he Chief Medical Examiner Office in Connecticut said: “He died of heart disease (natural).”Philbin’s family previously confirmed that he passed away from “natural causes.” He was 88.We are deeply saddened to share that our beloved Regis Philbin passed away last night of natural causes, one month shy of his 89th birthday,” his family announced in a statement Saturday.
“His family and friends are forever grateful for the time we got to spend with him — for his warmth, his legendary sense of humor, and his singular ability to make every day into something worth talking about,” the statement continued. “We thank his fans and admirers for their incredible support over his 60-year career and ask for privacy as we mourn his loss.”Philbin was best-known for his hosting duties on “Live!” — with co-hosts Kathie Lee Gifford and Kelly Ripa — and “Who Wants to Be a Millionaire.”
A New York native, Regis Francis Xavier Philbin was born on Aug. 25, 1931. He was named after his father’s alma mater, Manhattan’s Regis High School. Philbin graduated from Cardinal Hayes High School in the Bronx before going on to Notre Dame, where he majored in sociology.After college, Philbin joined the U.S. Navy. He then embarked on his decades-long career in television as a stagehand and a delivery boy for a station in Los Angeles, Calif. Quickly after, he became a news writer and was offered a job as a sportscaster.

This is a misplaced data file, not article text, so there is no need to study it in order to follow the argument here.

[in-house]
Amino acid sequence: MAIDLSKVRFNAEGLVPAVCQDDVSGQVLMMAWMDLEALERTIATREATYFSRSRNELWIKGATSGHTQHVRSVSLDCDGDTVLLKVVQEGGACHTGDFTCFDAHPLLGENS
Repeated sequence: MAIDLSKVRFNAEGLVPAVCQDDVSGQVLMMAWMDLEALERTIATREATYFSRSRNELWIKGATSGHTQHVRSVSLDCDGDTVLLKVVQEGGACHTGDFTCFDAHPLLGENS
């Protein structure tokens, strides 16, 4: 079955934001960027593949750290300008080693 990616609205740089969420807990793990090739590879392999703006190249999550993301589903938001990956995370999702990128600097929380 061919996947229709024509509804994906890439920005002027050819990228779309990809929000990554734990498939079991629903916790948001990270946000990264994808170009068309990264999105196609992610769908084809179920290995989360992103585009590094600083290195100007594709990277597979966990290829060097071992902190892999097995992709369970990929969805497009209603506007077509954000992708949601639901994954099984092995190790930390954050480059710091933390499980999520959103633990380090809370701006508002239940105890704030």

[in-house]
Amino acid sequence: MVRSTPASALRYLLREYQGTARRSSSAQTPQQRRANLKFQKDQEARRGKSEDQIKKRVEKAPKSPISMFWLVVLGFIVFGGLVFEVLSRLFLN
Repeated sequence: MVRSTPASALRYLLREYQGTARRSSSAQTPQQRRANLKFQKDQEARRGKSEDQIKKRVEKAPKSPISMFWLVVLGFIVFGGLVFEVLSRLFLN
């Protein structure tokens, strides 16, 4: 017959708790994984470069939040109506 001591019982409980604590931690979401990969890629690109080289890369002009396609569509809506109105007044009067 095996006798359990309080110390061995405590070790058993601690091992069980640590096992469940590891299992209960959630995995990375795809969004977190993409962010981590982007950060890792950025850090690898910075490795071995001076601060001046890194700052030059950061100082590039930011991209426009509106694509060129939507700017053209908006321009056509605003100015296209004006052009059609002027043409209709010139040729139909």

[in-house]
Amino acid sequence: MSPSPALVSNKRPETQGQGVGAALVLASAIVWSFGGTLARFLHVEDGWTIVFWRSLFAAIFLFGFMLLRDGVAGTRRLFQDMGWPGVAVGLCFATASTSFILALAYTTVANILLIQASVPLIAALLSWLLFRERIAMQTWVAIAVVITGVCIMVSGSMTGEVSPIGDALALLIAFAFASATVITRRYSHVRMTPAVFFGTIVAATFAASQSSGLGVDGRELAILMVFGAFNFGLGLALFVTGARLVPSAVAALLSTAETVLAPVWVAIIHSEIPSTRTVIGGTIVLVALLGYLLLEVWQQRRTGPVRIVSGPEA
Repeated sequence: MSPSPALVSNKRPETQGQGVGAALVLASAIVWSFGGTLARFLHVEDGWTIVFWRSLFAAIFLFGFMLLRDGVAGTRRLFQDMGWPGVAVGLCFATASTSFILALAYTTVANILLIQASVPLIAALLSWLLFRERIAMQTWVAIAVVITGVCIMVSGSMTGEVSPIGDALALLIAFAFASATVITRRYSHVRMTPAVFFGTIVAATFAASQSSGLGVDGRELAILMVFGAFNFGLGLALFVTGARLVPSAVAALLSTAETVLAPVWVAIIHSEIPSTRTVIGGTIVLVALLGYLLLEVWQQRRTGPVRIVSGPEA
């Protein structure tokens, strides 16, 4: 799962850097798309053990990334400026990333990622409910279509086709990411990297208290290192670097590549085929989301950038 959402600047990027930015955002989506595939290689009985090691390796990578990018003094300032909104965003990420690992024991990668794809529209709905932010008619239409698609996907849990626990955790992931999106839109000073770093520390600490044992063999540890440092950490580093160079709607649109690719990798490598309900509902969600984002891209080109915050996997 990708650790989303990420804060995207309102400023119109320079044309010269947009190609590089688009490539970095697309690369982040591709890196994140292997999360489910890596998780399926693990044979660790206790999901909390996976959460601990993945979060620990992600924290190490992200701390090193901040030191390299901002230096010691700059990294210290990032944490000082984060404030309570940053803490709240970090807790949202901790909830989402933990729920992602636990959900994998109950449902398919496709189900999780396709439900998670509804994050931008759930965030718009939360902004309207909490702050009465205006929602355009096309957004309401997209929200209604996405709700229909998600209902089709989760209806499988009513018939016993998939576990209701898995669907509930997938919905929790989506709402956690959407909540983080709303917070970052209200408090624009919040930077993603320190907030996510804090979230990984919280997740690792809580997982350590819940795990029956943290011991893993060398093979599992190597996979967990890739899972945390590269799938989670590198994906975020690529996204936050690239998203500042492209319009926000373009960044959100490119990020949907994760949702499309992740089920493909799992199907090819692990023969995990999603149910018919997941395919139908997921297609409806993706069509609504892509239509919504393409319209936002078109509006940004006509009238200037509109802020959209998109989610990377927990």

Philbin went on to San Diego as a news anchor for KOGO-TV. His first shot at national exposure came a few years later as the sidekick to Joey Bishop on ABC’s “The Joey Bishop Show.” Philbin then moved on to KHJ-TV in Los Angeles where he hosted “That Regis Philbin Show.” The show was canceled due to ratings powerhouse Johnny Carson, but it brought Philbin to the midwest for “Regis Philbin’s Saturday Night in St. Louis.”
After three years of commuting to St. Louis each week for a local Saturday night show, Philbin became a star in local morning television — first in Los Angeles, then in New York. In 1985, he teamed with Kathie Lee Johnson, a year before she married former football star Frank Gifford, and the show went national in 1988.
Celebrities routinely stopped by Philbin’s eponymous syndicated morning show, but its heart was in the first 15 minutes, when he and co-host Kathie Lee Gifford — on “Live! with Regis and Kathie Lee” from 1985 to 2000 — or Kelly Ripa — on “Live! with Regis and Kelly” from 2001 until his 2011 retirement — bantered about the events of the day.
He was also the host of the prime-time game show, “Who Wants to Be a Millionaire,” briefly television’s most popular show at the turn of the century. ABC aired the family-friendly program as often as five times a week. It generated around $1 billion in revenue in its first two years — ABC had said it was the more profitable show in TV history — and helped make Philbin himself a millionaire many times over.Philbin’s survived by his wife, Joy, and their daughters J.J. and Joanna Philbin, as well as his daughter Amy Philbin with his first wife, Catherine Faylen, People reported.